Although the Snøhetta-designed SFMOMA expansion won’t open until mid-2016, there’s a lot going on behind the scenes. Earlier this month the museum promoted Jennifer Dunlop Fletcher to the Helen Hilton Raiser Curator of Architecture and Design and head of the Department of Architecture and Design. Dunlop Fletcher (who joined the museum as an assistant curator in 2007) co-curated the impressive Lebbeus Woods, Architect exhibition in 2013. AN spoke to her about the future of architecture and design in San Francisco and Silicon Valley. The Architect's Newspaper: What is your vision for your curatorial role and for the new space? Jennifer Dunlop Fletcher: That’s always the hardest thing to answer. First, we will have a new gallery dedicated to architecture and design on the sixth floor of the new museum, which I’m very excited about. In the previous building, we had three spaces cobbled together with different ceiling heights, so having a refreshed gallery is going to be great. Also, we will have another dedicated A&D space on the third floor. Second, we get to participate in more museum-wide programs. I see a lot of opportunity for us to expand outside of our gallery and take advantage of the way designers work and be flexible and responsive to different spaces. In terms of responsiveness, how might the new design impact how you approach exhibitions? So, the way that Snøhetta responds to the physical conditions of the site and social conditions of the site, I think we also recognize that the engineering coming out of Silicon Valley has been a tremendous attracter for many designers to come to San Francisco. Internally, we’ve been focusing on research funded by an Andrew W. Mellon Foundation grant that looks at how designer practice has changed so much in the last 30 years due to new software tools. And of course, that relates so much to what is happening just outside our door. If we can really study those practices and the migration from pen and pencil to software we will have a whole new collecting approach internationally. This is something that has changed and affected every single design discipline: graphic design, product design, and architecture. So, if we take the three-year period (which we’ve outlined in the grant) to really look at some key designers and understand their practice behind the scenes, it will affect how we move forward in collecting and displaying this integrated work. I think it’s going to be a very big difference. In what way? The twenty-first century has moved away from object-based presentation and museums need to recognize that. Everyone still loves to come into the museum and see an original object, but the way that designers communicate with each other and clients has changed. We can’t impose a kind of more traditional display on that relationship. So, can we expect an expanded idea of representation? Are we talking about more screens? Well, I’ve been warned not to really discuss exactly what’s happening in the opening, but I think screens, but not screens in a consumption sense, not in a passive, let’s just watch something unfold sense, but more in a dynamic sense. And maybe…oh, I wish I could talk about this one thing! How can I speak about it abstractly? New ways to experience design that is traditionally experienced kind of phenomenologically, all the senses. So there might be a way for screens or devices to enable a different kind of interaction. We seem to be talking a little bit more about design and industrial design. What about sort of the architecture part of the equation? I’m not trying to exclude the architecture at all. The architects I see here are very, very interested in poking holes in existing software and hacking software and responsive buildings and robotic mechanized buildings. It’s permeated all the design disciplines here.
Posts tagged with "Jennifer Dunlop Fletcher":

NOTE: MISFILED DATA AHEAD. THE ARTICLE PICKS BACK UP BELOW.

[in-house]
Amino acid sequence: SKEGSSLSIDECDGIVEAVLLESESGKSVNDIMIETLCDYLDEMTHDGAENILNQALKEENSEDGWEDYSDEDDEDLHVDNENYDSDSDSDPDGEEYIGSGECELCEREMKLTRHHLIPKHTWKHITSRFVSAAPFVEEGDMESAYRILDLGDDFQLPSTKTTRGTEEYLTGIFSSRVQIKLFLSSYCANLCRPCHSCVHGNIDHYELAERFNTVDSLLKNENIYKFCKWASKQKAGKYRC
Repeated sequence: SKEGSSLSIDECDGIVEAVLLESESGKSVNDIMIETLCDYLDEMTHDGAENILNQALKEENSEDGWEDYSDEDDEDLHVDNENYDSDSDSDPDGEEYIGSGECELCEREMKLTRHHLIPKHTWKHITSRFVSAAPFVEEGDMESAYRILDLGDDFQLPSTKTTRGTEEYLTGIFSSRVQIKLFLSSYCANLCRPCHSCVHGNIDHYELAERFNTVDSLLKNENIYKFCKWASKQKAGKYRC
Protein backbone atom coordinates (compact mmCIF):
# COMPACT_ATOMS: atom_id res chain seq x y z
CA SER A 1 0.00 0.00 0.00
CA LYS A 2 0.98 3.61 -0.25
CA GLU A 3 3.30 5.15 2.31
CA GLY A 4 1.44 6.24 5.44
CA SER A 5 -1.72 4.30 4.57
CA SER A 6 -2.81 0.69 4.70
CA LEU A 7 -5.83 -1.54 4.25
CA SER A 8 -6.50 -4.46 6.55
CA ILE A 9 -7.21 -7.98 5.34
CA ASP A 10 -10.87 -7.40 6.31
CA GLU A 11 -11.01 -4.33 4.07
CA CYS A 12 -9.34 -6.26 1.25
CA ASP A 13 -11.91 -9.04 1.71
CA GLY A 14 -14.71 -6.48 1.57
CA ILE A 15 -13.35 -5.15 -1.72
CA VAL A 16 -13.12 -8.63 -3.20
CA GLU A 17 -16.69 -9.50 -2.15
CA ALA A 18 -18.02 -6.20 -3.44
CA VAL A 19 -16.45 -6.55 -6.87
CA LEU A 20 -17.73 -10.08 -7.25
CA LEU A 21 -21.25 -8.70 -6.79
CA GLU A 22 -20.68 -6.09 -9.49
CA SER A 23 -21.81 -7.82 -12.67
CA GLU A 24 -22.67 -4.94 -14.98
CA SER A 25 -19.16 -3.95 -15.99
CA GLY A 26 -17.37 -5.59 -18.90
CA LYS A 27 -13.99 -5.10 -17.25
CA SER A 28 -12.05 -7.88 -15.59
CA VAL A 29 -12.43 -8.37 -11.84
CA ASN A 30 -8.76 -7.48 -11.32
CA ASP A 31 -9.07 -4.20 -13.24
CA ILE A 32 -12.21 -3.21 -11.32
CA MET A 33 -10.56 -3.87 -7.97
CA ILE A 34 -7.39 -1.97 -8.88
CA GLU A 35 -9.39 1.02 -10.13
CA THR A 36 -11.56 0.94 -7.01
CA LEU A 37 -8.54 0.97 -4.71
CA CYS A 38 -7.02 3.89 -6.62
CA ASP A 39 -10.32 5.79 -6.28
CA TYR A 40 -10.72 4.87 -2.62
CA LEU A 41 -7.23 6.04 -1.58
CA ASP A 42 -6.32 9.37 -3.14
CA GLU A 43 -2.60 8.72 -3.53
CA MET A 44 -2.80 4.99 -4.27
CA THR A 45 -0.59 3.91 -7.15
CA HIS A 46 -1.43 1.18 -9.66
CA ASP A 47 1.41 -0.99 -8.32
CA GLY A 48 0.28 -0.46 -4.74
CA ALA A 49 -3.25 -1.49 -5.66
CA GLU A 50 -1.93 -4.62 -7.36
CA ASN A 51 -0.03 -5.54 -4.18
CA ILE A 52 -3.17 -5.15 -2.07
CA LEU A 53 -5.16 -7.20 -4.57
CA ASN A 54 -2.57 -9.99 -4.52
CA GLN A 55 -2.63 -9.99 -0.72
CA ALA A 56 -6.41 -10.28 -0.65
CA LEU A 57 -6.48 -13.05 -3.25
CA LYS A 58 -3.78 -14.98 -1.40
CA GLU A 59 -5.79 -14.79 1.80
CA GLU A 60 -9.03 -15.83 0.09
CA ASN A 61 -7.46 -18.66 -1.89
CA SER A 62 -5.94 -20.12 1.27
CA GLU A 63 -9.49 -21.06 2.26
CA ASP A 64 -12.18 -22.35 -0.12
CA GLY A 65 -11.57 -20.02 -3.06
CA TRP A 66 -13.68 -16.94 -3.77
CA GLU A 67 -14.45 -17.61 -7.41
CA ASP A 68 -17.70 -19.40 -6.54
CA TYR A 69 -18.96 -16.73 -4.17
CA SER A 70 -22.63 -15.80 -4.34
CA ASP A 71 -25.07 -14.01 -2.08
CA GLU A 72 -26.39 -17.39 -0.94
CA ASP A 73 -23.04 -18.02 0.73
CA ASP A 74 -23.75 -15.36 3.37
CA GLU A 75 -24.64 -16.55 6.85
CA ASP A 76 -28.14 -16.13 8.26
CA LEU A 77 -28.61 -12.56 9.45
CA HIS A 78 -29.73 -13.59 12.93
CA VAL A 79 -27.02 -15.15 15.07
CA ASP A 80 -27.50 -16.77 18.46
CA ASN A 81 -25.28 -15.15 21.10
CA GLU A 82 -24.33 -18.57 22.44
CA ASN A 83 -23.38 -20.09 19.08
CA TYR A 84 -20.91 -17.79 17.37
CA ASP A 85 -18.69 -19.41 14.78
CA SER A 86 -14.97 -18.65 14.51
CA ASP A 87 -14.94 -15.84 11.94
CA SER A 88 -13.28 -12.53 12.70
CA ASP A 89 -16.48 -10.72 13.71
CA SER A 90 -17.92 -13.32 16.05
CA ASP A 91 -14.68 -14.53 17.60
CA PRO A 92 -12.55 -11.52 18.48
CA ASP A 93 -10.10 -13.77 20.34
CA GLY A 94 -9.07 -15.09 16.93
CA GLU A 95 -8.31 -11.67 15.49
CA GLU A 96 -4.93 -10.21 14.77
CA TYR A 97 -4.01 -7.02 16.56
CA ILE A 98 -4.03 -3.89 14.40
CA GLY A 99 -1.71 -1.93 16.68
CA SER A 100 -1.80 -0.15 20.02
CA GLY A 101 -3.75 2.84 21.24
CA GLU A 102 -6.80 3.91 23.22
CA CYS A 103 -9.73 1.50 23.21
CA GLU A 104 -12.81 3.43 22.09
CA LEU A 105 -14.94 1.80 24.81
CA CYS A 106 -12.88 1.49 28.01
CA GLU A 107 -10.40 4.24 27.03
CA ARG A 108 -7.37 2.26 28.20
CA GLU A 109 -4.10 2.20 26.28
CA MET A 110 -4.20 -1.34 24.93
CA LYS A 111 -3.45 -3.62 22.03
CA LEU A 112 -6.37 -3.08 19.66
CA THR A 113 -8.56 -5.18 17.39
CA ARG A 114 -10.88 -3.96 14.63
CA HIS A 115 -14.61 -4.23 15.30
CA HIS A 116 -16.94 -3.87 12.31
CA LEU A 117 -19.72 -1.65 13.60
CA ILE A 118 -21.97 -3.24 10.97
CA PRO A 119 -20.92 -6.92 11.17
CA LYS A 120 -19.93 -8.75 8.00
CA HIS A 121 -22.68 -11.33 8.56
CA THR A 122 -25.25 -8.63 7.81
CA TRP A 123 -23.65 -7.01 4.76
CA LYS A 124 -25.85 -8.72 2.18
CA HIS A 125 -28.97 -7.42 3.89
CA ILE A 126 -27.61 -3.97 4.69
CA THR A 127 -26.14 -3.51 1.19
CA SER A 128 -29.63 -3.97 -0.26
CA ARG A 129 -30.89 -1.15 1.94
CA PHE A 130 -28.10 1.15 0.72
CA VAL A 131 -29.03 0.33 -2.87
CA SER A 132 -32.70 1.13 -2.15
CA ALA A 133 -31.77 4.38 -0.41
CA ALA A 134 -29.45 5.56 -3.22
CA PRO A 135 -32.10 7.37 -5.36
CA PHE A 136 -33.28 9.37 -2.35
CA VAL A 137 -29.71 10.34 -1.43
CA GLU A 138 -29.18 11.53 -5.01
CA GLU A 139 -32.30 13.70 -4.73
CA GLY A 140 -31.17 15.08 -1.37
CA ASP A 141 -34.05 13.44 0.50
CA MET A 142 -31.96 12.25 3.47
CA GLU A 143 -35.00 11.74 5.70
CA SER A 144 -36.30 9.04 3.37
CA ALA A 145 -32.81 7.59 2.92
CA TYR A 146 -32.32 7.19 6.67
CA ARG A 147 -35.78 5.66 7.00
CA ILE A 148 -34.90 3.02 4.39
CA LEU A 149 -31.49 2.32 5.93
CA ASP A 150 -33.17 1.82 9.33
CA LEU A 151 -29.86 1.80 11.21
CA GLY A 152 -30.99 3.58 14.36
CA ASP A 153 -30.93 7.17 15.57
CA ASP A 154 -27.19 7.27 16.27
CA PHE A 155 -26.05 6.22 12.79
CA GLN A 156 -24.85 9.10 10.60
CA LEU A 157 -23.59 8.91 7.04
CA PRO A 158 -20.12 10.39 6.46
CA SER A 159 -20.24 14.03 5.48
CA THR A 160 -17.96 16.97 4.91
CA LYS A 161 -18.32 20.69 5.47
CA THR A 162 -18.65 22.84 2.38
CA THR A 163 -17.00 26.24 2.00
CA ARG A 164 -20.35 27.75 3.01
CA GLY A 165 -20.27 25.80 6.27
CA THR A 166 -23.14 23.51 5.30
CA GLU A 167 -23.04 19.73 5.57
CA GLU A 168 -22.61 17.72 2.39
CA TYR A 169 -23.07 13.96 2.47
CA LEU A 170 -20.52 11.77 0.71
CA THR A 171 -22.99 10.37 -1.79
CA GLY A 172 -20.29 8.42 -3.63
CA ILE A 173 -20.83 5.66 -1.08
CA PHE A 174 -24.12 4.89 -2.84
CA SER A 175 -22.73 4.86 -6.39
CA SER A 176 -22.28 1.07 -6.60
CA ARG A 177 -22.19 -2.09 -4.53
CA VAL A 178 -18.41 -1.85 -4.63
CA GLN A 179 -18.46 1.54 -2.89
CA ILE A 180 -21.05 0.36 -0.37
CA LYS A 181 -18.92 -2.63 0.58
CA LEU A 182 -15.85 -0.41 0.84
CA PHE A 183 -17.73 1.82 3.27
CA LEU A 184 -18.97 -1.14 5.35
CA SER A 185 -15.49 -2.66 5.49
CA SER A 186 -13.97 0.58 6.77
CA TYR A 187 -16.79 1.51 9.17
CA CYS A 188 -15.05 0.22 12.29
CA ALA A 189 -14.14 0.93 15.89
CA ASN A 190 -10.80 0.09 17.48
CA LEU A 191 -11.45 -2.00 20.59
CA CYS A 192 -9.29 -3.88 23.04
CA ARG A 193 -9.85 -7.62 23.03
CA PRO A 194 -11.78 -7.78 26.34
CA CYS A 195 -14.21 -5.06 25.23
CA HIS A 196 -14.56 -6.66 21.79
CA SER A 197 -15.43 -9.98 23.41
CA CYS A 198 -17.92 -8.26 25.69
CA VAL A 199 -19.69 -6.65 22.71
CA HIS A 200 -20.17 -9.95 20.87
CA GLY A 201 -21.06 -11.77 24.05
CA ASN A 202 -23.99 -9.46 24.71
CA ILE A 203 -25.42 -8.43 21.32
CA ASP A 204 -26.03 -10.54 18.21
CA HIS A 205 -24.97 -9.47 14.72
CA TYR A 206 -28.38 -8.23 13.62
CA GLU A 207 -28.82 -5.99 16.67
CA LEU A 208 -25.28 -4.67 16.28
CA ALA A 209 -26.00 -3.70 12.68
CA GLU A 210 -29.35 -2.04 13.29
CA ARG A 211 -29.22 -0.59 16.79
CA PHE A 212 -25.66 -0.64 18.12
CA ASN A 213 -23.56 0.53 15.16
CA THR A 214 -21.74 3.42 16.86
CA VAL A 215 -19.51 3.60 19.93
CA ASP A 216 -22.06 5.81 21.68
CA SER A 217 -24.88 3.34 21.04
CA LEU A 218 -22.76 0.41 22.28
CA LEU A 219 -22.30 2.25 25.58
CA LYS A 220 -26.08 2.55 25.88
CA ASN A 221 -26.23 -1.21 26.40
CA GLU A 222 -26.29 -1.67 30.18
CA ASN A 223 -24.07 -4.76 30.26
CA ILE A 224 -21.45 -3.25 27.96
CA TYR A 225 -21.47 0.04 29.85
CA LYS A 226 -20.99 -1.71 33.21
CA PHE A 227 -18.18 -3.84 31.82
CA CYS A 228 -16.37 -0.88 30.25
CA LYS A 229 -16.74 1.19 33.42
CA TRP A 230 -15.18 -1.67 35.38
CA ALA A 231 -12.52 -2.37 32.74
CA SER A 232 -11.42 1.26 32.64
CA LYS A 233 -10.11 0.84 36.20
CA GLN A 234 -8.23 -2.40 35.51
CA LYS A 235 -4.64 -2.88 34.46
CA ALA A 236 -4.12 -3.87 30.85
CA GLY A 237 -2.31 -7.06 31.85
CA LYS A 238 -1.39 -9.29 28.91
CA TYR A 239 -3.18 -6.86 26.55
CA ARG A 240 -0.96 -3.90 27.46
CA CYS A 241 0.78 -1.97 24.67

Jennifer Dunlop Fletcher was recently named the head of the department of architecture and design at the San Francisco Museum of Modern Art (SFMOMA), filling a position vacated by Henry Urbach more than two years ago. Fletcher just completed a assessment of the museum’s architecture and design collection, and, most recently, she co-curated the exhibition Lebbeus Woods, Architect. She sat down with AN editors Nicole Anderson and Alan G. Brake to discuss her plans for the department. The Architect’s Newspaper: What direction do you plan to take the architecture and design department? Jennifer Dunlop Fletcher: The collection just turned 25 and so I think it was important that my colleague Joseph Becker and I, along with Henry Urbach, really undertook a collection analysis and are trying to draw on the identity and strengths of the collection: the experimental and conceptual architecture, the iconic chairs that capture every 20th century design movement, and then the Bay Area collection. We’ll definitely continue with focusing in those areas, and in this interim period, spend some time drilling down on some connections between the two like Bay Area experimental architecture like Ant Farm and some of the architects coming out of California. Thanks to Aaron Betsky we happen to have some great early drawings by Morphosis and Thom Mayne, and Neil Denari and want to revisit those moments. We’ve definitely been in dialogue with those guys. Also through this Lebbeus Woods show, kind of looking back at that moment around the founding of the Storefront for Art and Architecture. That seems a little under collected and something that because of the architecture department coming around in the late 80s, it is what Aaron and a lot of people were very interested in. We want to explore product design, but produce design where it merges with technology because of our obviously being embedded right there in the Bay Area. And it is infiltrating every field. You see it even in the graphic design and the architecture, with responsive buildings. I think just what we want to do with product design is not just collect it, but probably take the time working with our conservation department and interpretation department to figure out how to not just maintain it and upgrade it, but how to display it. Because all of a sudden, the moment of just displaying the hardware, the iPhone just as hardware, has passed. Any specific ideas about how you will display the product design? We haven’t landed on any clear avenue to take yet because we also recognize within product design there is the extra challenge of how to deal with a commercial product. Film or these kinds of media that we’re used to, marketing departments already use. And it is very expensive to invest in yet another film. Maybe in 20 years from now, the marketing itself will be kind of interesting. It is a challenging question given the rate that technology is developing and changing. How do you evaluate what is going be influential? It seems that we as even as museum professionals and media are so quick to identify something that could potentially be a game changer. I feel like at the museum we really need to take the time to say why is this culturally relevant? And interpret it in that context. There is also a side of me that says the museum—this holder of objects—and maybe we’re already moving towards no objects. Maybe we should not even be trying to go in that direction. If we are beholden to our 5000 objects that we already have—we may land on this might not be appropriate for us to pursue because we have this building and this collection and it would be abandoning this past. I don’t know, but this is what is exciting to me—what lies ahead. And in the meantime while the building the expansion is being completed, are you working on any with other cultural organizations collaborations outside of the museum? We are part of this project in Los Altos in the middle of Silicon Valley. It is the neighbor city to Palo Alto. It is also one of the wealthiest cities, wealthier than Beverly Hills. Downtown has State and Main Streets—so it’s a classic American city and there are a number of empty storefronts, so the city invited the museum to occupy temporarily these storefronts in order to show some works of art that dealt with the context of Silicon Valley. I am already working with Mike Mills, the filmmaker and graphic designer. He has done a couple of videos and films on suburbia and identity. He has proposed a piece that deals with the past but starting in 1976, the moment when the first Apple computer was built in a garage there in Los Altos, to the present and then the future. He has proposed interviewing children of employees of some of the tech companies and asking them about the future—what would you design for the future? It is a little revisiting Buckminster Fuller when he invited children to ask him about the world and the future. Is there anything you’re particularly excited about in terms of using the new building? We have a set architecture and design gallery which we have always had in the existing building, but also we will have more opportunities to use the larger temporary exhibition space on the 4th floor to do larger exhibitions that would travel. And be more collegial with peer institutions. Really get the SFMOMA collection in conversation with other collections and share the scholarship. Also at the same time, accept exhibitions. We have affinities with the FRAC and the Pompidou with the experimental architecture and our interest in product design relates to MoMA. Look at LACMA and their California emphasis and our Northern California emphasis. I am not really ready to talk about this other proposal we have in the city—because we really want to do something that is not in the gallery at all but in the city. In your analysis of the collection, were there any happy discoveries that you weren’t aware of or things that struck you in a new way? I think looking at the kind of beginning why every curator has continued this strand of conceptual architecture and where Paolo Polledri was the first A&D curator—really looking locally and inviting architects to address the Bay area. Aaron Betsky was sort of voraciously looking outside the Bay area and seeing this moment in Los Angeles and in New York happen. So looking at that strand of where I think Paolo called it visionary and Aaron was calling it conceptual and Joe Rosa was calling it un-built works. Can you comment on at all where you see the architecture scene in the Bay Area today? There seems to be a lot of built work happening. There is a lot of built work happening. There is a lot of repurposing happening. We are going to be right next to the new Yelp headquarters, which is in the Timothy Pflueger building from 1927. Particularly in the Bay Area because a lot of the practitioners have access to tech companies and robotics that responsive architecture is emerging here—which we are so well positioned to look at with our interest in technology—architecture that is not just fabricated in a new method but responds to occupancy and climate. And also recognizing that these were early hopes from architects of the 1960s. This kind of Ant Farm movement, but ok now we know what technology can do. Is there anything else you would like to comment on? I don’t want to ignore our iconic chair collection. Along with our look at how to display product design. I think we’re also thinking will this trickle down into the pre-software products. We have all recognized that when you put a chair on display in a museum, you’re taking away its function. But maybe what we learn from how to display software maybe that would inform how we might display a chair.